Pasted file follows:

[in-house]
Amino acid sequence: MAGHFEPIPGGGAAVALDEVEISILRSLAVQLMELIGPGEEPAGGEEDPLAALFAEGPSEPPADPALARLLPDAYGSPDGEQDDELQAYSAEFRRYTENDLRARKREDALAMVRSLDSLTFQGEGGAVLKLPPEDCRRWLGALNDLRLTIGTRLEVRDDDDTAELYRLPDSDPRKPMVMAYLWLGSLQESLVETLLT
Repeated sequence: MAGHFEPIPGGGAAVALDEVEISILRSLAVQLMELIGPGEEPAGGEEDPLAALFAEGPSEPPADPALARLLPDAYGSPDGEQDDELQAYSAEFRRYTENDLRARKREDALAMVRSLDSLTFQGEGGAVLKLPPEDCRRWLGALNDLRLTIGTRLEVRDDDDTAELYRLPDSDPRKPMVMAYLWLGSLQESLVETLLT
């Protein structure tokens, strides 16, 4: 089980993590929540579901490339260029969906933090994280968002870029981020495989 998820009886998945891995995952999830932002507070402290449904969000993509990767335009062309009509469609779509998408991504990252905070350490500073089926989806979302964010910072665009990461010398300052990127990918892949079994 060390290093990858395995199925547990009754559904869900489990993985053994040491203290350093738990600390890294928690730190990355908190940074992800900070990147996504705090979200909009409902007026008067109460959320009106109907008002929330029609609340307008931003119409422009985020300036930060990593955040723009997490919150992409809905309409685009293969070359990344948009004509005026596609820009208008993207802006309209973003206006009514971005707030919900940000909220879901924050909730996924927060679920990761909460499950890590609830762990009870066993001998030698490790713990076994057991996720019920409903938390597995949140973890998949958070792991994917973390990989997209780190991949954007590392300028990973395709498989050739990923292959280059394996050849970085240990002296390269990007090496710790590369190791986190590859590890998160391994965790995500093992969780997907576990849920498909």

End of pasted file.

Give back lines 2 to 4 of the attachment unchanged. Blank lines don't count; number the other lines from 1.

Amino acid sequence: MAGHFEPIPGGGAAVALDEVEISILRSLAVQLMELIGPGEEPAGGEEDPLAALFAEGPSEPPADPALARLLPDAYGSPDGEQDDELQAYSAEFRRYTENDLRARKREDALAMVRSLDSLTFQGEGGAVLKLPPEDCRRWLGALNDLRLTIGTRLEVRDDDDTAELYRLPDSDPRKPMVMAYLWLGSLQESLVETLLT
Repeated sequence: MAGHFEPIPGGGAAVALDEVEISILRSLAVQLMELIGPGEEPAGGEEDPLAALFAEGPSEPPADPALARLLPDAYGSPDGEQDDELQAYSAEFRRYTENDLRARKREDALAMVRSLDSLTFQGEGGAVLKLPPEDCRRWLGALNDLRLTIGTRLEVRDDDDTAELYRLPDSDPRKPMVMAYLWLGSLQESLVETLLT
């Protein structure tokens, strides 16, 4: 089980993590929540579901490339260029969906933090994280968002870029981020495989 998820009886998945891995995952999830932002507070402290449904969000993509990767335009062309009509469609779509998408991504990252905070350490500073089926989806979302964010910072665009990461010398300052990127990918892949079994 060390290093990858395995199925547990009754559904869900489990993985053994040491203290350093738990600390890294928690730190990355908190940074992800900070990147996504705090979200909009409902007026008067109460959320009106109907008002929330029609609340307008931003119409422009985020300036930060990593955040723009997490919150992409809905309409685009293969070359990344948009004509005026596609820009208008993207802006309209973003206006009514971005707030919900940000909220879901924050909730996924927060679920990761909460499950890590609830762990009870066993001998030698490790713990076994057991996720019920409903938390597995949140973890998949958070792991994917973390990989997209780190991949954007590392300028990973395709498989050739990923292959280059394996050849970085240990002296390269990007090496710790590369190791986190590859590890998160391994965790995500093992969780997907576990849920498909």